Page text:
Simply put, finding meaningful and well-paying employment will determine your quality of life. You’ve got to make sure that you do everything in your power to make the most out of the opportunities you are given — especially job interviews!

But with so much riding on your job interview, you want to be the best interviewee you can be. Job interviews are a bizarre social dynamic, and sometimes it’s difficult to gauge what you should and shouldn’t say. Personal questions are bound to arise; so how should you address them?

What Constitutes a Personal Question?

You will be asked all kinds of questions during any job interview, that much is certain. Some may deal with new skills you’ve acquired (after all, it’s easy to e-learn from anywhere), your educational background, professional experience, etc. All of these questions are par for the course, but what happens when things get a little more personal?

This can prove to be a rather difficult situation. On the one hand, you don’t want to divulge too much, but you also don’t want to come across as aloof or deflective. You must know how to traverse these waters successfully. 

Certain questions may be appropriate, others may not — at the end of the day, it’s up to your discretion. You need to decide where you draw the line. Here are a few examples to give you a better understanding of where to draw the line. 

Appropriate Questions

I already mentioned questions that relate to your professional capacities (i.e. skills, education, past job experience). These are normal and should be addressed to the best of your abilities. 

But some questions fall under the “personal” category and are rather innocuous and may actually help you to form a bond with your interviewer. Question like:

  • What’s the last book you read?
  • What sports teams do you like?
  • Recall a previous example in which you [insert skill here]
  • Do you speak any other languages?

In many cases, you might have an extremely friendly job interviewer. They might conduct their interviews in such a way that extraneous and seemingly unrelated topics might come up. Here, you shouldn’t feel too discouraged about opening up a little bit. Just don’t let it go too far

Inappropriate Questions

The line between appropriate and inappropriate can be tricky; the best rule of thumb is to go by your comfort level. Never go against your better judgments regarding a specific question. If it crosses your boundaries, don’t answer it!

Don’t ever hesitate to simply omit certain details that delve too deeply into your personal life. Regardless of if you’re asked or not, there are personal details you should steer clear of altogether. One former job interviewer, Liz Ryan, says you should never mention these topics:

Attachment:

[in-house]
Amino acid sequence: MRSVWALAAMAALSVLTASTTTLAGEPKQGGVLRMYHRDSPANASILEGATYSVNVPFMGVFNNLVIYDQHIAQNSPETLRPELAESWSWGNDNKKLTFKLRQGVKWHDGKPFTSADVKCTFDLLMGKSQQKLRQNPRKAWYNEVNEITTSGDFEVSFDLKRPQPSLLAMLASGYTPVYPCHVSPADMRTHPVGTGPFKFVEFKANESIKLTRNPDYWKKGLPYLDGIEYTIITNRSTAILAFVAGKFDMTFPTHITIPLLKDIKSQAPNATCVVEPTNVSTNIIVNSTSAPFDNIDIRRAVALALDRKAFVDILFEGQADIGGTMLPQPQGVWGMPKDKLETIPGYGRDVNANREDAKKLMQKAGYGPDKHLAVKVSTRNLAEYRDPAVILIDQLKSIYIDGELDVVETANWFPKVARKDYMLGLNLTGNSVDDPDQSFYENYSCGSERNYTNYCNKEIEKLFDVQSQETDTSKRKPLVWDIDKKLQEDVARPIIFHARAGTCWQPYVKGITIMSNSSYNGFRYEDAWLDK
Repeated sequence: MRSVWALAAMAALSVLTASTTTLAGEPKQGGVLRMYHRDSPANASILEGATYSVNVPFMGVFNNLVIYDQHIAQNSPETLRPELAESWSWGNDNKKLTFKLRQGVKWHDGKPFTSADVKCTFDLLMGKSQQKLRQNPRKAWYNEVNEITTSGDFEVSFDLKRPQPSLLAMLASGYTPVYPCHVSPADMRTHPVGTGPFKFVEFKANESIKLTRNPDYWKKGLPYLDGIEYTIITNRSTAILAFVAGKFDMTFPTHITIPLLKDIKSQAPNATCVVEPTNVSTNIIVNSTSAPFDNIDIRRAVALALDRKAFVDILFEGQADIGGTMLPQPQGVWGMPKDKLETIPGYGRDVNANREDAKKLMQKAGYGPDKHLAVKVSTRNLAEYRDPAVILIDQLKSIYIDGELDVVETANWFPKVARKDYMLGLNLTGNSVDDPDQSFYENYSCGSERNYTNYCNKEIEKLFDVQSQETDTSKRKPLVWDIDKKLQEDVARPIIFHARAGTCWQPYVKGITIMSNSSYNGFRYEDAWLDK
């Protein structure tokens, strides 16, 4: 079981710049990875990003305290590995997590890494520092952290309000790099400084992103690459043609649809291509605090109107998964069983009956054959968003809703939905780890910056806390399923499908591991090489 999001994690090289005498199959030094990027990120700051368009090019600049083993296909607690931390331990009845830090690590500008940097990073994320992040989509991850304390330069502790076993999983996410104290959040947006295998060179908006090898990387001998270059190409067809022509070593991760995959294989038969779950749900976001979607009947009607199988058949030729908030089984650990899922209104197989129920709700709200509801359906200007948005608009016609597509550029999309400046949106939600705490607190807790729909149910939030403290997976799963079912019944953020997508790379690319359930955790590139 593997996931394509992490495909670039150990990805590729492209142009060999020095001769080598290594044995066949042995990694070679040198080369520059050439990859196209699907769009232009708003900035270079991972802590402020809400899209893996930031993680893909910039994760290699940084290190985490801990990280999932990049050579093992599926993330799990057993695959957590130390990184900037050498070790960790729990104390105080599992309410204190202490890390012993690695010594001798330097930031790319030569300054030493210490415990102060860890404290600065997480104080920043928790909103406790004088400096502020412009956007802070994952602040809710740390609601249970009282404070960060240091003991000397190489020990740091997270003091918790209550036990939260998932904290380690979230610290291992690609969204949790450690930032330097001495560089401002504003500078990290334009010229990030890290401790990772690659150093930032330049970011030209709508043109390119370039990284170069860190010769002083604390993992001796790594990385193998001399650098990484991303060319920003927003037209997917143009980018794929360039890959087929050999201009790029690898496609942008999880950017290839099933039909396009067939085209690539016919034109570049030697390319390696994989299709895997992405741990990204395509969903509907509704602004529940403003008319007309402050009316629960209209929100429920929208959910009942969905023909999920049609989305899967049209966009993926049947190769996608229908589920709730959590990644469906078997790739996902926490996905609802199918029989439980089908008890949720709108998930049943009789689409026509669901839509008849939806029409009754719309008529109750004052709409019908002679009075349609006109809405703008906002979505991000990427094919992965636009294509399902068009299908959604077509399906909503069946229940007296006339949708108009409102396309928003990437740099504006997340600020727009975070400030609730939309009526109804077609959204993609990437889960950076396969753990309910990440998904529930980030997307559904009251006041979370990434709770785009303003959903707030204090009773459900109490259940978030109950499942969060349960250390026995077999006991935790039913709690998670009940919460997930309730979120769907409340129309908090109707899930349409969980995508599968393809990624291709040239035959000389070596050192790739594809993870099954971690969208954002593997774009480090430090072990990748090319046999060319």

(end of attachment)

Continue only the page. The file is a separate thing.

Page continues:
• Financial issues
  • Relationship issues
  • Legal troubles
  • Illness/injury
  • Family plans
  • Unpleasant departure from your last job
  • Religious affiliation
  • Political views
  • Manageable commitments
  • Complaints about former bosses

Questions relating to any of these topics would certainly fall under the “inappropriate” category, and you should approach them — and the interviewer — with caution. However, as Liz Ryan points out, the onus is also on you not to mention any of them either. 

In addition to flat-out inappropriate questions, some topics and inquiries are illegal. Depending on which country you live in, you will have certain discrimination laws at your disposal — familiarize yourself with them. 

Why You Should Bring a Personable Demeanor to Your Interview 

Just because you avoid certain personal questions, doesn’t mean you shouldn’t compensate with a personable demeanor. In most cases, prospective employers don’t mean any harm, they simply want to get to know you a little better. 

You can easily show off your personality — a trait that goes a long way in almost any work environment — without revealing personal things you aren’t comfortable talking about with an employer (or any stranger for that matter). 

Don’t be a robot: let your personality shine. But don’t divulge any information that cuts too deep or compromises your standing with the employer. 


You’re in the midst of that oh-so-exciting period of your life where new opportunities are always on the horizon!

Depending on your particular set of circumstances, that last statement could be taken at either face value or as an act of brash flippancy. Either way, it’s important to realize what’s at stake here: your future.

I’m sure by now most of you already know this, but it does bear repeating: job interviews have the potential to make or break any prospective employment opportunity. It’s your only chance to show off what you can bring to the table; so be sure to get it RIGHT, but not at the expense of your privacy

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